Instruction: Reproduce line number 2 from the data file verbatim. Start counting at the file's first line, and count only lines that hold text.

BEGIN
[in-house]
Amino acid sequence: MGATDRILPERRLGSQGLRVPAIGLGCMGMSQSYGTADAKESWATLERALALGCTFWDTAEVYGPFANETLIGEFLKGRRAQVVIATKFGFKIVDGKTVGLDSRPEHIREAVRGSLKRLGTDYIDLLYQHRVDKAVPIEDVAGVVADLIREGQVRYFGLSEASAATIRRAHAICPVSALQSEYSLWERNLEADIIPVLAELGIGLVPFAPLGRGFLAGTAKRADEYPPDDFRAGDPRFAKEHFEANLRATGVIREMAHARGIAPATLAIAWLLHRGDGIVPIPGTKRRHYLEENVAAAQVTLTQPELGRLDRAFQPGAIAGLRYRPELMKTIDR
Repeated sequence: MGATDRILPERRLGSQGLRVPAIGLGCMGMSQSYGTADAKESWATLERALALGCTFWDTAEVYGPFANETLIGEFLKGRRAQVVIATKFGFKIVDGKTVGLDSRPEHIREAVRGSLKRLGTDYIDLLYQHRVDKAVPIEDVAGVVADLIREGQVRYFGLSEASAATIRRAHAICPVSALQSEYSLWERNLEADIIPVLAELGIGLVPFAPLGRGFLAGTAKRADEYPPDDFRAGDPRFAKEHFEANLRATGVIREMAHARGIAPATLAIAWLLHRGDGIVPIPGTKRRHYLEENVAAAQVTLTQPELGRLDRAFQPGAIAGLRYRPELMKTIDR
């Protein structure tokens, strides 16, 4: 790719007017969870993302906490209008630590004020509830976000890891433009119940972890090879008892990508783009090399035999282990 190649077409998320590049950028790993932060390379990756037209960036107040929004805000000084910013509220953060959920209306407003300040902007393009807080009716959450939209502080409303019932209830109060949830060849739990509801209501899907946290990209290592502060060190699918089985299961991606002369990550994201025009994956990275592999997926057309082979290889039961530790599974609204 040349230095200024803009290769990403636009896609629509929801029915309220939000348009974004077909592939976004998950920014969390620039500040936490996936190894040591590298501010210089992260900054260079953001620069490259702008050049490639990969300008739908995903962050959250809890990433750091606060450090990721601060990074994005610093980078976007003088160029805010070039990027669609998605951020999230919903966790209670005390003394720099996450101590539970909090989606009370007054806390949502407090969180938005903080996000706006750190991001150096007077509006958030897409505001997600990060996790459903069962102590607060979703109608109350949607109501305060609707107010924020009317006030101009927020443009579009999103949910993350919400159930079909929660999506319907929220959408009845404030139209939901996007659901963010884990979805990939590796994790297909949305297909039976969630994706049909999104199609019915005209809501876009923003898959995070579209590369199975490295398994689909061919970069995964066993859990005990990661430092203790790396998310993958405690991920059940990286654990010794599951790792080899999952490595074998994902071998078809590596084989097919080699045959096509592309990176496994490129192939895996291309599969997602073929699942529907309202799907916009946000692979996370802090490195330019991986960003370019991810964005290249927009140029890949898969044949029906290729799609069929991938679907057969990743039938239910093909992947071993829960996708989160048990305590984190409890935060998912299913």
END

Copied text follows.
Amino acid sequence: MGATDRILPERRLGSQGLRVPAIGLGCMGMSQSYGTADAKESWATLERALALGCTFWDTAEVYGPFANETLIGEFLKGRRAQVVIATKFGFKIVDGKTVGLDSRPEHIREAVRGSLKRLGTDYIDLLYQHRVDKAVPIEDVAGVVADLIREGQVRYFGLSEASAATIRRAHAICPVSALQSEYSLWERNLEADIIPVLAELGIGLVPFAPLGRGFLAGTAKRADEYPPDDFRAGDPRFAKEHFEANLRATGVIREMAHARGIAPATLAIAWLLHRGDGIVPIPGTKRRHYLEENVAAAQVTLTQPELGRLDRAFQPGAIAGLRYRPELMKTIDR